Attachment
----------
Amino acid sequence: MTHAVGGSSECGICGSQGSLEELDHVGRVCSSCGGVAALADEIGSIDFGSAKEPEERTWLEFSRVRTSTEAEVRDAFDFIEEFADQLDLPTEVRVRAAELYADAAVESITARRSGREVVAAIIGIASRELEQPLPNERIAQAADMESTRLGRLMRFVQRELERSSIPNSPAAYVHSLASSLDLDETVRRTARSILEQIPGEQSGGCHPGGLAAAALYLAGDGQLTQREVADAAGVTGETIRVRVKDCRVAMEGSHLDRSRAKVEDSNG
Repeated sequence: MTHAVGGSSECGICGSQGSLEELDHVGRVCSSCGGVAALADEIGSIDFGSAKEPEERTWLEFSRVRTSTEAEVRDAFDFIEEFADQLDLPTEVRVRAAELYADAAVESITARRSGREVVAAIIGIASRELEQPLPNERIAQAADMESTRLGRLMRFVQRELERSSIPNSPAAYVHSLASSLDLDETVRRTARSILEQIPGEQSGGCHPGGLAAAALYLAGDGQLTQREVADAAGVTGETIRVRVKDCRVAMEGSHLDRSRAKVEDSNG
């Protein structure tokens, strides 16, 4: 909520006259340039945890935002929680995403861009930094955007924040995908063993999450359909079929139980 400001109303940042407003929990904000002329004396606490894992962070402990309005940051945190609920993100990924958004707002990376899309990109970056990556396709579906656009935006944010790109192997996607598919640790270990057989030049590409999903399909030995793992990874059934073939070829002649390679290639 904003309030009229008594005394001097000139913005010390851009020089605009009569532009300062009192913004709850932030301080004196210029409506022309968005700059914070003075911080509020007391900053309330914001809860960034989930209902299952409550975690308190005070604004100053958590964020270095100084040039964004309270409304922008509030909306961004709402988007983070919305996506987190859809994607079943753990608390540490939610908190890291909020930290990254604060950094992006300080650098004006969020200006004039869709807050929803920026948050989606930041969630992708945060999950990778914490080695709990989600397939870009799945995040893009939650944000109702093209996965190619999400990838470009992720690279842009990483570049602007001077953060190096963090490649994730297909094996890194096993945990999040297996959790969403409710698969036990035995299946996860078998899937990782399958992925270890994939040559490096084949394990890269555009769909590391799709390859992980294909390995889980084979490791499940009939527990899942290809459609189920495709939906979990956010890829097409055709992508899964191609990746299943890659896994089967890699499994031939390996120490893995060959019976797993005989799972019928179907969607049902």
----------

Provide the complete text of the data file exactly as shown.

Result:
Amino acid sequence: MTHAVGGSSECGICGSQGSLEELDHVGRVCSSCGGVAALADEIGSIDFGSAKEPEERTWLEFSRVRTSTEAEVRDAFDFIEEFADQLDLPTEVRVRAAELYADAAVESITARRSGREVVAAIIGIASRELEQPLPNERIAQAADMESTRLGRLMRFVQRELERSSIPNSPAAYVHSLASSLDLDETVRRTARSILEQIPGEQSGGCHPGGLAAAALYLAGDGQLTQREVADAAGVTGETIRVRVKDCRVAMEGSHLDRSRAKVEDSNG
Repeated sequence: MTHAVGGSSECGICGSQGSLEELDHVGRVCSSCGGVAALADEIGSIDFGSAKEPEERTWLEFSRVRTSTEAEVRDAFDFIEEFADQLDLPTEVRVRAAELYADAAVESITARRSGREVVAAIIGIASRELEQPLPNERIAQAADMESTRLGRLMRFVQRELERSSIPNSPAAYVHSLASSLDLDETVRRTARSILEQIPGEQSGGCHPGGLAAAALYLAGDGQLTQREVADAAGVTGETIRVRVKDCRVAMEGSHLDRSRAKVEDSNG
């Protein structure tokens, strides 16, 4: 909520006259340039945890935002929680995403861009930094955007924040995908063993999450359909079929139980 400001109303940042407003929990904000002329004396606490894992962070402990309005940051945190609920993100990924958004707002990376899309990109970056990556396709579906656009935006944010790109192997996607598919640790270990057989030049590409999903399909030995793992990874059934073939070829002649390679290639 904003309030009229008594005394001097000139913005010390851009020089605009009569532009300062009192913004709850932030301080004196210029409506022309968005700059914070003075911080509020007391900053309330914001809860960034989930209902299952409550975690308190005070604004100053958590964020270095100084040039964004309270409304922008509030909306961004709402988007983070919305996506987190859809994607079943753990608390540490939610908190890291909020930290990254604060950094992006300080650098004006969020200006004039869709807050929803920026948050989606930041969630992708945060999950990778914490080695709990989600397939870009799945995040893009939650944000109702093209996965190619999400990838470009992720690279842009990483570049602007001077953060190096963090490649994730297909094996890194096993945990999040297996959790969403409710698969036990035995299946996860078998899937990782399958992925270890994939040559490096084949394990890269555009769909590391799709390859992980294909390995889980084979490791499940009939527990899942290809459609189920495709939906979990956010890829097409055709992508899964191609990746299943890659896994089967890699499994031939390996120490893995060959019976797993005989799972019928179907969607049902």